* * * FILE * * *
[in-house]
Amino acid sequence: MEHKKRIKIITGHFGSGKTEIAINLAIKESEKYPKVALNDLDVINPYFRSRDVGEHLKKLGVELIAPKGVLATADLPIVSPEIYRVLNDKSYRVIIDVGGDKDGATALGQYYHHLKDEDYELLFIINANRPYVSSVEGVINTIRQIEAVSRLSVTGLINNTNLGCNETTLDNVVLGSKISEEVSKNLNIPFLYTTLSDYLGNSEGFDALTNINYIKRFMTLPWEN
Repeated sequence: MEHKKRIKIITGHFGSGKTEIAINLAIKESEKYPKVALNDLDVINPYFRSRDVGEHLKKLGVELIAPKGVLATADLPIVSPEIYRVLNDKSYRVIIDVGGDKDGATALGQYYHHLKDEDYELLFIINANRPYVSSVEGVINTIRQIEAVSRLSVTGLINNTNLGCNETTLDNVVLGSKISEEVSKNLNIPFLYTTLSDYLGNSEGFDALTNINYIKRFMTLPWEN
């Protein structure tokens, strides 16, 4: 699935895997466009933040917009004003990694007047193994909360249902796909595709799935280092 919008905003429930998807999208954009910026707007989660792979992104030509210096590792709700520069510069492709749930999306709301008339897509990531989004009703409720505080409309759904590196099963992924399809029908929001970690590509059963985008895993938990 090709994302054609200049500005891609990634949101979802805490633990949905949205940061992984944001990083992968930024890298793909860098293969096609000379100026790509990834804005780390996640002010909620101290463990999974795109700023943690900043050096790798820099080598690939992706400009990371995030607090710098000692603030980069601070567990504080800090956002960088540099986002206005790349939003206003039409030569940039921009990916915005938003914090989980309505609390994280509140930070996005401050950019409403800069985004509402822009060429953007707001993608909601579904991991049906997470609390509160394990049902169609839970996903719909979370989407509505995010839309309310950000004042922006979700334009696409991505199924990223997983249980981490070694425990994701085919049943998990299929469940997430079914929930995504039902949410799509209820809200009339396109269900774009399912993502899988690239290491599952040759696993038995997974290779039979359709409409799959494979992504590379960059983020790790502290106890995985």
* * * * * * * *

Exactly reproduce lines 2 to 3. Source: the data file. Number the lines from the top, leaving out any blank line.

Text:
Amino acid sequence: MEHKKRIKIITGHFGSGKTEIAINLAIKESEKYPKVALNDLDVINPYFRSRDVGEHLKKLGVELIAPKGVLATADLPIVSPEIYRVLNDKSYRVIIDVGGDKDGATALGQYYHHLKDEDYELLFIINANRPYVSSVEGVINTIRQIEAVSRLSVTGLINNTNLGCNETTLDNVVLGSKISEEVSKNLNIPFLYTTLSDYLGNSEGFDALTNINYIKRFMTLPWEN
Repeated sequence: MEHKKRIKIITGHFGSGKTEIAINLAIKESEKYPKVALNDLDVINPYFRSRDVGEHLKKLGVELIAPKGVLATADLPIVSPEIYRVLNDKSYRVIIDVGGDKDGATALGQYYHHLKDEDYELLFIINANRPYVSSVEGVINTIRQIEAVSRLSVTGLINNTNLGCNETTLDNVVLGSKISEEVSKNLNIPFLYTTLSDYLGNSEGFDALTNINYIKRFMTLPWEN